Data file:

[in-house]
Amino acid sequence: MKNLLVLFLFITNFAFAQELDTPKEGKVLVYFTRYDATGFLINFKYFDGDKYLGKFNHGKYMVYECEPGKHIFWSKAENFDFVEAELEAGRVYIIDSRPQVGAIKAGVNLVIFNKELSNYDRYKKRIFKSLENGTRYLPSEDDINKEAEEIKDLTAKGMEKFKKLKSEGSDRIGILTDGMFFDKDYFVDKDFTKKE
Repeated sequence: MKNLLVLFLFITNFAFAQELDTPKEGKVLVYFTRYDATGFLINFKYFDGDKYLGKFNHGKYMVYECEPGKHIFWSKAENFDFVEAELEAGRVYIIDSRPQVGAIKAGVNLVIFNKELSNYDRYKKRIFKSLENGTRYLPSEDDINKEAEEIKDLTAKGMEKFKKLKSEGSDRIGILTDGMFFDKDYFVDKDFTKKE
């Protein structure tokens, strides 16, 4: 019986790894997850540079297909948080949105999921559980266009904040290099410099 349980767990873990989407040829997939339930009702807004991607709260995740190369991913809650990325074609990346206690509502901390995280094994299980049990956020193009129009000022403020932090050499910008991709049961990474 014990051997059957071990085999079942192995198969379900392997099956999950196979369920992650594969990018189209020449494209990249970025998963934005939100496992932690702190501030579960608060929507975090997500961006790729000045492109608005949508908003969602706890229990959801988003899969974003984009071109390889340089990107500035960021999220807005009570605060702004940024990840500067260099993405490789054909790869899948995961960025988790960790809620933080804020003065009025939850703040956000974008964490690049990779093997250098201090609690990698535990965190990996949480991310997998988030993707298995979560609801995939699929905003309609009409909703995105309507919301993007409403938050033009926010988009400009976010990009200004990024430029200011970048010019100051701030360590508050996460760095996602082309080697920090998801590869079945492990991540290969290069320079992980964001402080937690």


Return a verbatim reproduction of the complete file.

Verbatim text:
[in-house]
Amino acid sequence: MKNLLVLFLFITNFAFAQELDTPKEGKVLVYFTRYDATGFLINFKYFDGDKYLGKFNHGKYMVYECEPGKHIFWSKAENFDFVEAELEAGRVYIIDSRPQVGAIKAGVNLVIFNKELSNYDRYKKRIFKSLENGTRYLPSEDDINKEAEEIKDLTAKGMEKFKKLKSEGSDRIGILTDGMFFDKDYFVDKDFTKKE
Repeated sequence: MKNLLVLFLFITNFAFAQELDTPKEGKVLVYFTRYDATGFLINFKYFDGDKYLGKFNHGKYMVYECEPGKHIFWSKAENFDFVEAELEAGRVYIIDSRPQVGAIKAGVNLVIFNKELSNYDRYKKRIFKSLENGTRYLPSEDDINKEAEEIKDLTAKGMEKFKKLKSEGSDRIGILTDGMFFDKDYFVDKDFTKKE
């Protein structure tokens, strides 16, 4: 019986790894997850540079297909948080949105999921559980266009904040290099410099 349980767990873990989407040829997939339930009702807004991607709260995740190369991913809650990325074609990346206690509502901390995280094994299980049990956020193009129009000022403020932090050499910008991709049961990474 014990051997059957071990085999079942192995198969379900392997099956999950196979369920992650594969990018189209020449494209990249970025998963934005939100496992932690702190501030579960608060929507975090997500961006790729000045492109608005949508908003969602706890229990959801988003899969974003984009071109390889340089990107500035960021999220807005009570605060702004940024990840500067260099993405490789054909790869899948995961960025988790960790809620933080804020003065009025939850703040956000974008964490690049990779093997250098201090609690990698535990965190990996949480991310997998988030993707298995979560609801995939699929905003309609009409909703995105309507919301993007409403938050033009926010988009400009976010990009200004990024430029200011970048010019100051701030360590508050996460760095996602082309080697920090998801590869079945492990991540290969290069320079992980964001402080937690």